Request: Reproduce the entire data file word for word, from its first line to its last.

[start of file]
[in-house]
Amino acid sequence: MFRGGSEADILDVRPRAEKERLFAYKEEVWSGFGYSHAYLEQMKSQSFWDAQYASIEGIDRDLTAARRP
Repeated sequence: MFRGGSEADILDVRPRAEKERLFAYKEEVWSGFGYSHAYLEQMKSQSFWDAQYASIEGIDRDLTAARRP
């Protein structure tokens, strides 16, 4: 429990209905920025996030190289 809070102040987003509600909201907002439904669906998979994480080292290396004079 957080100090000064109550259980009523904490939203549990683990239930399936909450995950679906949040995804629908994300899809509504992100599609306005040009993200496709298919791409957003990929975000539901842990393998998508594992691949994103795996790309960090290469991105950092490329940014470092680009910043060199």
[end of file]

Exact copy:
[in-house]
Amino acid sequence: MFRGGSEADILDVRPRAEKERLFAYKEEVWSGFGYSHAYLEQMKSQSFWDAQYASIEGIDRDLTAARRP
Repeated sequence: MFRGGSEADILDVRPRAEKERLFAYKEEVWSGFGYSHAYLEQMKSQSFWDAQYASIEGIDRDLTAARRP
């Protein structure tokens, strides 16, 4: 429990209905920025996030190289 809070102040987003509600909201907002439904669906998979994480080292290396004079 957080100090000064109550259980009523904490939203549990683990239930399936909450995950679906949040995804629908994300899809509504992100599609306005040009993200496709298919791409957003990929975000539901842990393998998508594992691949994103795996790309960090290469991105950092490329940014470092680009910043060199």